There are many approaches to making potica. There are also many different filling possibilities, especially in Slovenia. (Including some unusual savoury versions, with tarragon and even pork cracklings!)
But this is the potica I have eaten every Christmas of my life. It is also a traditional Easter dish. So I am partial to it.
Enjoy! And Happy Holidays, from my kitchen to yours!
Update: For a few more thoughts about potica, see my 2014 holiday update.
Potica (Slovenian Nut Roll)
1 cup plus 6 T. butter, melted and cooled (2-3/4 sticks)
1 cup sugar
6 egg yolks
1-1⁄2 cups sour cream
2 packages dry yeast
3/4 cup warm milk
1 t. sugar
6 cups flour, plus more for kneading
1 t. salt
In a large bowl, combine the butter, sugar, egg yolks, and sour cream. Mix well.
In a small bowl, proof yeast in warm milk and sugar. Add yeast to the first mixture. Mix well.
Sift flour and salt. Add to the mixture in the large bowl and stir to combine. You should have a soft, sticky dough. Turn it out on a floured board and knead until smooth and elastic. Divide dough into four even balls and flatten them slightly. Wrap in plastic wrap. Refrigerate overnight.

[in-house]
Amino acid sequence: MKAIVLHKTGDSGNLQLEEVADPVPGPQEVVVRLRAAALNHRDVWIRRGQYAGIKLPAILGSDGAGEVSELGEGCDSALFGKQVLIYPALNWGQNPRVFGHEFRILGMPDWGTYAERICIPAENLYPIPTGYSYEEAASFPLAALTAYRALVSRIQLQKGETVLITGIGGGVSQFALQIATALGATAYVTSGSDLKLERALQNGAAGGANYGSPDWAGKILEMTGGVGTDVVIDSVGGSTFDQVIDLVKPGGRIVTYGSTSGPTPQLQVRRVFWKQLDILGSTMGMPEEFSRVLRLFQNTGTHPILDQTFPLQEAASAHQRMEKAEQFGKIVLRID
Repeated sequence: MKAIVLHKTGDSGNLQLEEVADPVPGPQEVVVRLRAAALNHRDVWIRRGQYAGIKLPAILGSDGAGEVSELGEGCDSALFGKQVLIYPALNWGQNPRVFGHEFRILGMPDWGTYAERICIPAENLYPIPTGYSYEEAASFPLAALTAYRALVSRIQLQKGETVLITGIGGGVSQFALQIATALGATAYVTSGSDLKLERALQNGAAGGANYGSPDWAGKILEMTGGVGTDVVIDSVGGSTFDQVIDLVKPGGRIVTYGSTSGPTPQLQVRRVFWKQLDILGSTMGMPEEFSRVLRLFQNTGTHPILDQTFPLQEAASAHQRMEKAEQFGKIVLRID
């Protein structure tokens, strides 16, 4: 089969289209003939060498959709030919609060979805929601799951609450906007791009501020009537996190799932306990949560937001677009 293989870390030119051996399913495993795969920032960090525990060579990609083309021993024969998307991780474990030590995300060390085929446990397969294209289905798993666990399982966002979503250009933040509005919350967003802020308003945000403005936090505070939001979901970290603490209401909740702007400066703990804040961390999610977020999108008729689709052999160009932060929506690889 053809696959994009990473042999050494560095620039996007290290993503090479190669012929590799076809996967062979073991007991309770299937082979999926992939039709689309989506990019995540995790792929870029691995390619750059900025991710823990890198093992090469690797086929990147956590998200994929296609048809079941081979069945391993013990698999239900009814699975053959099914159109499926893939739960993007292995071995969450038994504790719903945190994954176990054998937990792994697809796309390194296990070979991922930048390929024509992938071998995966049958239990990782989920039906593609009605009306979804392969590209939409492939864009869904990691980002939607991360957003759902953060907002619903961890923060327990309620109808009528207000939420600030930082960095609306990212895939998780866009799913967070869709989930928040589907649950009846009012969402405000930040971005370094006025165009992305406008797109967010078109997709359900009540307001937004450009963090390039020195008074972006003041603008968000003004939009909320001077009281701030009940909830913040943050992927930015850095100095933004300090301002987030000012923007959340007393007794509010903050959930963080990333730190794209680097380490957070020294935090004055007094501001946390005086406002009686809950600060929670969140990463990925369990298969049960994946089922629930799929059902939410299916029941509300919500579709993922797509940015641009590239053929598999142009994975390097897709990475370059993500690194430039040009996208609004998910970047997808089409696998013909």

6-1/2 cups finely ground walnuts
1 c. sugar
1 T. cinnamon
dash of salt
1⁄2 cup melted butter
honey to taste, 1/2 to 1 cup
(Optional: dried cranberries)
It is easiest to use a floured cloth to roll out the dough. I like to cover the kitchen table with a tablecloth and then put a floured pillowcase in the center. The pillowcase provides a good guide for shaping and it can also be used to nudge the roll along.
Remove a ball of dough from refrigerator and place it on floured surface. Roll it into a rectangle. The dough should be thinner than pie crust but thicker than strudel or phyllo. I ended up with a 15 x 26 inch rectangle.
(For ambitious bakers: To make an extra-tasty potica, try to create even thinner layers. Roll the dough into a rectangle that is a little narrower but considerable longer. To see the difference, you'll find a photo of of an extra-thin potica below. Or see a more recent potica post, here.)